Shantung Maple Care: Learn About Growing Shantung Maples

Red-Orange Shantung Maple Tree Leaf
(Image credit: racnus)

Shantung maple trees (Acer truncatum) look like their cousins, Japanese maple. You can identify them by the smooth edges of the leaves. If you want to know how to grow a Shantung maple, read on. You’ll also find Shantung maple facts that might make you decide to give these little trees a place in your garden.

Shantung Maple Facts

Almost any garden is big enough for one or two Shantung maple trees. The slender trees generally don’t get taller than 25 feet (8 m.) in the sun, or even less in the shade. Those growing Shantung maples appreciate their interesting trunks and the bright yellow flowers the tree produces every spring. New leaves grow in a bronze-purple shade but mature to a lively green. These small trees are among the first to show fall color. The show is spectacular. The green leaves turn a gorgeous, golden yellow flecked with red. Then they deepen to bright orange and finally turn into a gorgeous blazing red. Shantung maple trees work well as small shade trees and can live a long time. According to Shantung maple facts, some live up to over a century. This pleases wild birds that are attracted by them too.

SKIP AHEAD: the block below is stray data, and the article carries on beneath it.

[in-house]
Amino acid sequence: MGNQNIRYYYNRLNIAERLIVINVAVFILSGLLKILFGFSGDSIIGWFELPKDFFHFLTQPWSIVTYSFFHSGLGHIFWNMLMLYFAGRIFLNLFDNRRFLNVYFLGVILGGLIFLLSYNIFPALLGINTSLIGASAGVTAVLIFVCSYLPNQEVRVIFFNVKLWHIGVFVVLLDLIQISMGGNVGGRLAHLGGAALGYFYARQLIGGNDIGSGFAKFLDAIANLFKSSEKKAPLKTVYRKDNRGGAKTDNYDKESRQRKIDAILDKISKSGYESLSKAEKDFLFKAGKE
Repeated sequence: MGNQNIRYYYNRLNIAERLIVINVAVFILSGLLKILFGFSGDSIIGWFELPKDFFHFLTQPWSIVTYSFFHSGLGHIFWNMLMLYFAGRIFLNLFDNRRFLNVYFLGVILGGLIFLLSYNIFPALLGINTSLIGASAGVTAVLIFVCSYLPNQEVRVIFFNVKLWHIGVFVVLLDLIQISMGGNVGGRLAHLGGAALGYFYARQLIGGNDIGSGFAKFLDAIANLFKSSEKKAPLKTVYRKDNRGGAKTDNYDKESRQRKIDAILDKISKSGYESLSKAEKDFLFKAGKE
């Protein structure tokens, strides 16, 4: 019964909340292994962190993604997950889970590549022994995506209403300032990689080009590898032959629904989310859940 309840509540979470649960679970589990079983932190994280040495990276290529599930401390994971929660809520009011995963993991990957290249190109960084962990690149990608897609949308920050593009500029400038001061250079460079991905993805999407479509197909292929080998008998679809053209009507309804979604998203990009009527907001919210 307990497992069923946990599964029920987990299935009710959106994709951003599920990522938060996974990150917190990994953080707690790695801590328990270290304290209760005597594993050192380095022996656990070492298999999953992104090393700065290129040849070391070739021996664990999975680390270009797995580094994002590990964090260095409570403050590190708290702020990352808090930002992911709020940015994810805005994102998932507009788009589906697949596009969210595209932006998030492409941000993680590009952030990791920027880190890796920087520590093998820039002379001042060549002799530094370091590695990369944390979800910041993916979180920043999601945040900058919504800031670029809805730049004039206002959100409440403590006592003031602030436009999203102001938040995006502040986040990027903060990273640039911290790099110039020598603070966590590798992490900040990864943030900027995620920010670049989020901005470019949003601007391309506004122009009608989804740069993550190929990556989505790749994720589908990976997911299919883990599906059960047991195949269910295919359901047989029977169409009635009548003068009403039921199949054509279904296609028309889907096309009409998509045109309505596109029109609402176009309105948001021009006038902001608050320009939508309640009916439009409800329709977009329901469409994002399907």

How to Grow a Shantung Maple

The trees thrive in USDA plant hardiness zones 4 through 8. They are not picky about exposure, so you can start growing Shantung maples in full sun or full shade. They also thrive in a seaside planting in mild climates. Shantung maple trees accept many different types of soil. You can plant them in moist or dry soil that is clay, loam, or even sand. They like acidic soil but tolerate soil that is slightly alkaline. Shantung maple care is not difficult or time-consuming. You’ll need to irrigate the trees generously the first season after transplant. Care also includes watering during dry spells, even after the tree roots establish. Feeding the trees is also a part of Shantung maple care. Fertilize them in late February with a complete and slow-release fertilizer. The trees can attract aphids, so keep your eye out for these small, sap-sucking bugs. Often, you can wash them from leaves and stems with the hose or spray them with soapy water. The trees can be susceptible to root rot and verticillium as well, but they are resistant to leaf scorch.

Teo Spengler

Teo Spengler has been gardening for 30 years. She is a docent at the San Francisco Botanical Garden. Her passion is trees, 250 of which she has planted on her land in France.